What’s Your Story – A Review

What’s Your Story – A Review

Wordpool Festival collaborated with Liverpool-based, Writing on the Wall for a four week creative writing course, What’s Your Story, which came to an end this week.  Sue, who signed up for the course, has been keeping us up to date with the sessions…

Week One: Round table brief introductions. Twelve ardent participants raring to go. Pens at the ready!

Helen Dring, course tutor for the next 4 weeks, sets us off on our first 2 hour creative writing journey. Helen is 2017’s Pulp Idol Novel Writing winner. A proper published writer. We’re in for a treat.
After a couple of timed warm-up tasks to get our brains in gear, Helen asks us to recall a regular well-known journey and sketch a map of that journey. Map sketchily sketched, we describe that journey using our five senses. In 10 minutes! Pens down we exchange our story with a neighbour and comment, encourage, chat, find out things, and learn from each other. Next we write about the same or another journey without using the sense of sight. A different ball game altogether.

Helen is full to brimming with creative ideas, has a sense of humour, is encouraging, enthusiastic and, for me, everything I would hope for in a first-class writing tutor.

My brain enjoyed its workout in this quick-paced, well-structured, creative writing session. But only 3 more to go. It’s not enough! I want it to go on forever!

Week Two: Eager, aspiring creative writers returned for Round 2 of What’s your story?
Last week, for “homework”, Helen asked us to think of something that annoyed us. Not a problem for me – apart from what to choose from my long list of annoyances!
We listened to an angry rant recording by poet Jess Green. It was heartfelt. This led to our first task: to write a poem on a topic that winds us up.
We shared our masterpieces by reading them aloud. What an interesting mix of anger. Serious issues about bullying, isolation, harassment, the Prime Minister, contrasted with humorous topics that included passwords, traffic wardens, the M6, and dog poo. A great warm-up for the next assignment.
Helen handed us a page of prose from Jane Eyre. We selected words that we liked from the prose, and used them to write a poem. What an interesting exercise using someone else’s words. Is this being lazy? The final task was to continue with a longer piece of descriptive writing using our chosen words.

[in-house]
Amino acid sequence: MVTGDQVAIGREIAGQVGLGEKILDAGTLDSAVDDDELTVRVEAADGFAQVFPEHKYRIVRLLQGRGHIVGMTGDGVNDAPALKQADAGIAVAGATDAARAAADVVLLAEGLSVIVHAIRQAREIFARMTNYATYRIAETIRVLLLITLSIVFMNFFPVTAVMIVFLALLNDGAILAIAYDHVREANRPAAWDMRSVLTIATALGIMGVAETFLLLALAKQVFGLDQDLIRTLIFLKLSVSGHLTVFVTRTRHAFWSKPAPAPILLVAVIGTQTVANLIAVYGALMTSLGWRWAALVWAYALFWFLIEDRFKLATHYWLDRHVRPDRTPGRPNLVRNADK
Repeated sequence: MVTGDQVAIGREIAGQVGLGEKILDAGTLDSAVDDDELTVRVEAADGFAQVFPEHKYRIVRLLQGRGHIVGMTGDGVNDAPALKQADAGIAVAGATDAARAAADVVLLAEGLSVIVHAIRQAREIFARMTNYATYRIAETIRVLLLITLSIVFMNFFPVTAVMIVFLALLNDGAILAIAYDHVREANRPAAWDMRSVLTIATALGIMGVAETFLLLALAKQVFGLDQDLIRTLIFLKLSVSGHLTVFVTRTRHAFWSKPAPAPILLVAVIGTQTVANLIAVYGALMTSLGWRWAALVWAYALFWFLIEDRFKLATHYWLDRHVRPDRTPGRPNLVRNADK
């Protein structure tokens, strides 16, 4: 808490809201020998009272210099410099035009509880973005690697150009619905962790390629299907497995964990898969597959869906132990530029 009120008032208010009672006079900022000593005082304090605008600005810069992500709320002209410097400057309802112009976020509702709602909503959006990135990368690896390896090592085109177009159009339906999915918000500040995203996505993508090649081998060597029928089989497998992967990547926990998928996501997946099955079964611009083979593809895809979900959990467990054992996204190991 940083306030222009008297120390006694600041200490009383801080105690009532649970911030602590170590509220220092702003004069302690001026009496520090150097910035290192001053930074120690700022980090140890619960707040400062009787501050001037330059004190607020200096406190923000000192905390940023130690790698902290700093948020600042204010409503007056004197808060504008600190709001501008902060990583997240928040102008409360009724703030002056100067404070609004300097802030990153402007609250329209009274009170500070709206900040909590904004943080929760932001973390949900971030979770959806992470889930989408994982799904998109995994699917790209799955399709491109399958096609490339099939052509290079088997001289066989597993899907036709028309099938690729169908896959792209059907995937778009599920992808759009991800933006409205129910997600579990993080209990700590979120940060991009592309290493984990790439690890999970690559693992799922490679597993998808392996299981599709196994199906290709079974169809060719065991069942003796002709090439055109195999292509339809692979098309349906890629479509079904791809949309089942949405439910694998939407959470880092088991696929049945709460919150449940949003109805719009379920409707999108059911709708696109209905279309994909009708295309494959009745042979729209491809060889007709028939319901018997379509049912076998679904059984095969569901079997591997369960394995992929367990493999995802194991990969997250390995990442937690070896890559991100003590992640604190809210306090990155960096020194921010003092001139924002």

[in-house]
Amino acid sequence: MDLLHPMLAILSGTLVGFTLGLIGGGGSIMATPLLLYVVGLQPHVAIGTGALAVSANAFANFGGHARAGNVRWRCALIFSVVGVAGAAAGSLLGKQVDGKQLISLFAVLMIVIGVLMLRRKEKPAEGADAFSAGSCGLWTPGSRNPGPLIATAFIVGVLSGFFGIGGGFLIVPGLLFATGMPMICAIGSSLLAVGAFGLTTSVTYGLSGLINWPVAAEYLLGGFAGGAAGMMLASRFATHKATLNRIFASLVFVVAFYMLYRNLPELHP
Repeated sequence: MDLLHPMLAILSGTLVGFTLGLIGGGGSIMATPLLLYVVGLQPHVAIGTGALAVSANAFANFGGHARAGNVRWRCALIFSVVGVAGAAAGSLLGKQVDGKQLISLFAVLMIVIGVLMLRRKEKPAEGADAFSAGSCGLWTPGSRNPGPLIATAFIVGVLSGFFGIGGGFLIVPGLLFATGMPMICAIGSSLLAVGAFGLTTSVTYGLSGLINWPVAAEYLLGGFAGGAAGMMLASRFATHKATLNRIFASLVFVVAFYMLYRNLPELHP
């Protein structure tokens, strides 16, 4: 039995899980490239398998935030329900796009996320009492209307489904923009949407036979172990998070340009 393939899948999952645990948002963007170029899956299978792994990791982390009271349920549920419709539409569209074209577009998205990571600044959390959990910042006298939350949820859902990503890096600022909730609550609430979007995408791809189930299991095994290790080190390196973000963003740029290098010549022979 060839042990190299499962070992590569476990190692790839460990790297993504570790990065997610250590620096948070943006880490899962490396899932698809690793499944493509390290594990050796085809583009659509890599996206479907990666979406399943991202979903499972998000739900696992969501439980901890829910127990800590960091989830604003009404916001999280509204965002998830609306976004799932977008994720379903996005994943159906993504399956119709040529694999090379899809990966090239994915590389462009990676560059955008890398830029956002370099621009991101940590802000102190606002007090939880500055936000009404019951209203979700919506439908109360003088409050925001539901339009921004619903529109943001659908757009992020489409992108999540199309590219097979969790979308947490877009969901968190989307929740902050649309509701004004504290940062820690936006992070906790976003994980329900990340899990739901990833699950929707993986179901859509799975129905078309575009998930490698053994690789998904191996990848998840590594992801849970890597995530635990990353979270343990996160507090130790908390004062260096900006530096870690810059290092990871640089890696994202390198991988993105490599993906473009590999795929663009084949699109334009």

All too soon it was pens down and that was the end of our second two hours of creative writing. Like last week my brain enjoyed its workout. Helen certainly knows how to awaken our creativity. She’s an inspiration. But I’m feeling sad. There are only 2 more sessions to go. I WANT MORE

Week Three: What has Helen in store for us on week 3 of What’s your story?
We started with an exercise in writing flash fiction. Fifty words to write about an unwanted gift. A tricky one this.
Time’s up and onto the next task. An argument from the point of view of an inanimate object. Am I a vase? A table? A chair? What shall I be, and what argument am I in on? The class scribbles frantically. Time’s up.
Choose a day of the week and describe that day as a person. Helen! What are you doing to us? My poor brain is in overload.
And we’ve not finished.
Write 10 sentences building to a crescendo, with a mind-blowing denouement. Another challenging assignment. I’m worn out!
We didn’t read aloud this week but, as in previous weeks, shared our work with classmates.
This was another inspiring writing work-out: thinking on our feet and creating material where every word matters.
In readiness for next week, Helen would like us to prepare a rough draft of something we’ve covered during the course for the Writing on the Wall website. In what will be the final session, Helen will set us on the way to editing and polishing our work. With the benefit of Helen’s knowledge and experience, we’ll be writers yet!
About that rough draft. Shall I be a table, chair or vase?

Week Four:  I’m really sad. This is the last creative writing session with our amazing tutor, Helen Dring. Our first assignment: to describe a thunderstorm without using the sense of hearing. Helen knows how to set a challenge! We take turns reading aloud our efforts. Eight completely different takes on a thunderstorm make interesting listening.
To follow we are presented with a list of 30 flash fiction exercises. No slacking in Helen’s sessions! As we work through these Helen offers advice on our individual draft submissions for the Writing on the Wall website. With a bit of fine-tuning we will achieve what we set out to do. Be published!
We’ve had a fun-filled four weeks of exciting and challenging creative writing tasks. Classmates have shared writing assignments, exchanged ideas and, after four weeks, we’re no longer strangers as new friendships develop.
Before we went our separate ways, we discussed the possibility of future writing projects. The general consensus is that we’d all love to carry on as a creative writing group with Helen as lead tutor.
It might well happen. Watch this space.
Thanks to Wordpool and Writing on the Wall for offering this collaborative creative writing project.
Special thanks to Helen and Ciaran for encouraging us to keep writing.

We’re so glad that everyone had a great time at the What’s Your Story Course! We can’t wait to see the gang back together again for the Blackpool heat of Pulp Idol.

Words and image by Sue Massey


  1. Reply

    Thoroughly enjoyed reading this review! Classes like this are invaluable for bringing together writers who are, by the nature of their creative beast, solitary beings.
    Wordpool does great work and is the lynchpin of the West Lancs writing scene.

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